In 1848 NYC, a Frenchwoman visits exiled former French Marshal Thevenet to ask for his financial help in behalf of his French grandson but Thevenet's house staff schemes to kill him and take his fortune.
A bookish historian is married to a steely Southern belle who raises horses, an animal that he doesn't care for. However, the cute young neighbor girl doesn't feel that way about him and makes no bones about letting him know it.
Mae Doyle comes back to her hometown a cynical woman. Her brother Joe fears that his love, fish cannery worker Peggy, may wind up like Mae. Mae marries Jerry and has a baby; she is happy but restless, drawn to Jerry's friend Earl.
When Joan Boothe accompanies husband-reporter David to Las Vegas, she begins gambling to pass the time while he is doing a story. Encouraged by the casino manager, she gets hooked on gambling, to the point where she "borrows" David's expense money to pursue her addiction. This finally breaks up their marriage, but David continues trying to help her. Written by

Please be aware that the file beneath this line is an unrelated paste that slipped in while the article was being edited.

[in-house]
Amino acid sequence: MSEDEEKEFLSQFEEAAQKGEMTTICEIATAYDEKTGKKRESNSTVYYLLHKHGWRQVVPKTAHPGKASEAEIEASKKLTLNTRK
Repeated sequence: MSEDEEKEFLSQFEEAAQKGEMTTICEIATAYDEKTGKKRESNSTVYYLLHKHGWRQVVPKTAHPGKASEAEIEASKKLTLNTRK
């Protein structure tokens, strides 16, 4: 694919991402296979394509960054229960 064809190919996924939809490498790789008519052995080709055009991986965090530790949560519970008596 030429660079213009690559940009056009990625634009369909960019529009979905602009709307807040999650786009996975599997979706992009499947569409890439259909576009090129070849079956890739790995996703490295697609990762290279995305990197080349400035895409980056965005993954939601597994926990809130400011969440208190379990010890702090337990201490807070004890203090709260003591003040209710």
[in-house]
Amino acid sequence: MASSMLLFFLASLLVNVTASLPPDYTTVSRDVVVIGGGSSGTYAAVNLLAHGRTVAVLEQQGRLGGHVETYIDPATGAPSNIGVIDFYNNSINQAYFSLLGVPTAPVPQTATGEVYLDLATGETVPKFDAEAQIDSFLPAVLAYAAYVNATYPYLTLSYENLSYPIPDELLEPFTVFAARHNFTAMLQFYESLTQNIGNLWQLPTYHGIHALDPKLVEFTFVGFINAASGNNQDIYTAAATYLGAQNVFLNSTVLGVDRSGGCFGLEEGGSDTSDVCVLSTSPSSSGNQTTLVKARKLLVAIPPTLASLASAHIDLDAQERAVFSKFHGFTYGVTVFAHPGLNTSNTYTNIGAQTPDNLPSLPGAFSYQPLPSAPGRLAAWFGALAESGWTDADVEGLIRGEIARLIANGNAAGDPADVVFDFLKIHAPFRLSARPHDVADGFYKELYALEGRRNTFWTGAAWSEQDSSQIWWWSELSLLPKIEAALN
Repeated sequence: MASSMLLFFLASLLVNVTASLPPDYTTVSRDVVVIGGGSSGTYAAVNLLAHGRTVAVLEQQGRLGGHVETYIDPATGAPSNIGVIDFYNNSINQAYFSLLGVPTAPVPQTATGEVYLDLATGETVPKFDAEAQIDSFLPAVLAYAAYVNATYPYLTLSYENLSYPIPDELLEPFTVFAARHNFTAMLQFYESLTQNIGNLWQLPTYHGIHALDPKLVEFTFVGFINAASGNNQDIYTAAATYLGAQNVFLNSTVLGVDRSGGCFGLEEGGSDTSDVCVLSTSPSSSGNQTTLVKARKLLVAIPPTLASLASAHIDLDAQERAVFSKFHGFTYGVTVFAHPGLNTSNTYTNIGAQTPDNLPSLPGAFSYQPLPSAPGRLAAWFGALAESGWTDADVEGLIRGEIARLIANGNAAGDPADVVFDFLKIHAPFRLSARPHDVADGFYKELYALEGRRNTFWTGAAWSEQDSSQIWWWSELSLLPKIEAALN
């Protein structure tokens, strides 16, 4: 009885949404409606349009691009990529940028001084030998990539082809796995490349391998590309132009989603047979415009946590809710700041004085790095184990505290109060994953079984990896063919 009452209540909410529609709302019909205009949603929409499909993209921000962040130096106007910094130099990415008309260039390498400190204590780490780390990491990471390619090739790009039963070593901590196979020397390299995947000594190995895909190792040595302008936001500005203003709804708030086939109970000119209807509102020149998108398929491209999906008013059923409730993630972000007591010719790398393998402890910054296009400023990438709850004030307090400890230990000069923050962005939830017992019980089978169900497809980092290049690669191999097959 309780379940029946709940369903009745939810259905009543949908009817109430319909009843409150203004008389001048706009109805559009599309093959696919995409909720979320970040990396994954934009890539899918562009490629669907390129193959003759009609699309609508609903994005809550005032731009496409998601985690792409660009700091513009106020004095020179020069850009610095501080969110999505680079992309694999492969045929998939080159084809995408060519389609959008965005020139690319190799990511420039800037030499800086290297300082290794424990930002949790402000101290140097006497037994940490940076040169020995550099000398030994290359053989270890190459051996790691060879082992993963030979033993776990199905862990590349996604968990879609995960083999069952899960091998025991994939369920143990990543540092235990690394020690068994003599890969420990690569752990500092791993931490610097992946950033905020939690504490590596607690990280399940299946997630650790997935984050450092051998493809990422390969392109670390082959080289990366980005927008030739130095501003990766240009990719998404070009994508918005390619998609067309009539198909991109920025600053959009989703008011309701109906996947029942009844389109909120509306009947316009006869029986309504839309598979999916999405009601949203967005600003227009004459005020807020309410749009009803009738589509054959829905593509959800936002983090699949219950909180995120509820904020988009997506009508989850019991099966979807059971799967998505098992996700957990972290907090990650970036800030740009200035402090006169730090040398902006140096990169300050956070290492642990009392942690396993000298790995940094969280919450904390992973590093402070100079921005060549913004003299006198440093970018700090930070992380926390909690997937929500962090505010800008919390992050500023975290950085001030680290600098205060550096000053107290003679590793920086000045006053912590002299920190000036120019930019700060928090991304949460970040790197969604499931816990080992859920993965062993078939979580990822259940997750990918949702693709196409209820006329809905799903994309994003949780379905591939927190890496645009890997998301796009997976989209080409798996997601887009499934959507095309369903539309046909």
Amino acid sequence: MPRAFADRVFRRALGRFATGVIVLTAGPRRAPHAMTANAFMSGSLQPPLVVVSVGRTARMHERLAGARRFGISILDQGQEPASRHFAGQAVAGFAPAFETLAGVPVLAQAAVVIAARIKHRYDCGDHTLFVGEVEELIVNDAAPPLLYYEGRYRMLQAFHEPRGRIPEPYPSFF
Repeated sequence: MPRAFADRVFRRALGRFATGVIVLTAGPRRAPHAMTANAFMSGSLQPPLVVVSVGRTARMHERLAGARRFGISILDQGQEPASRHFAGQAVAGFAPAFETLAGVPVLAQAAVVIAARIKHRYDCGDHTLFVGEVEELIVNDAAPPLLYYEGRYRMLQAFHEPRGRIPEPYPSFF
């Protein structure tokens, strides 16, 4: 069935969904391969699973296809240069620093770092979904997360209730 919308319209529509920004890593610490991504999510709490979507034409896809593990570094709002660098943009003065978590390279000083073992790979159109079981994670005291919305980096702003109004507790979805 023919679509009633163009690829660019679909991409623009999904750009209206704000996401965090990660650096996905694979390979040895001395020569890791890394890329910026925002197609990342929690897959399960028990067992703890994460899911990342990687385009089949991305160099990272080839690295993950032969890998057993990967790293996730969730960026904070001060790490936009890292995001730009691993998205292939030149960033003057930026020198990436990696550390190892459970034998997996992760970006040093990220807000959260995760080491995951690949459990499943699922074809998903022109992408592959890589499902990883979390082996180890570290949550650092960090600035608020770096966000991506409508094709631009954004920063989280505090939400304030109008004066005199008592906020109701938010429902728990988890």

Mike Rogers <MICHAELPEM@aol.com>
The scene where Corrigan (Steven McNally) tells the girls "No-one uses my first name....because it's Horace" could well have been an in-joke as Steven McNally's birth name was Horace Vincent McNally. See more »
Reflected in the bus window that Joan is on. See more »
It is very evident that Barbara Stanwyck was able to adapt to any sort of role or character in each of her pictures. In this one, she plays a businessman's wife who becomes addicted to gambling after a trip to Las Vegas. This isn't a bad character study, and probably one of the earliest ones dealing with this sort of obsession. It is also interesting to see how the Vegas strip looked in over 50 years ago. A young, unknown Tony Curtis has a cameo as a bell boy.
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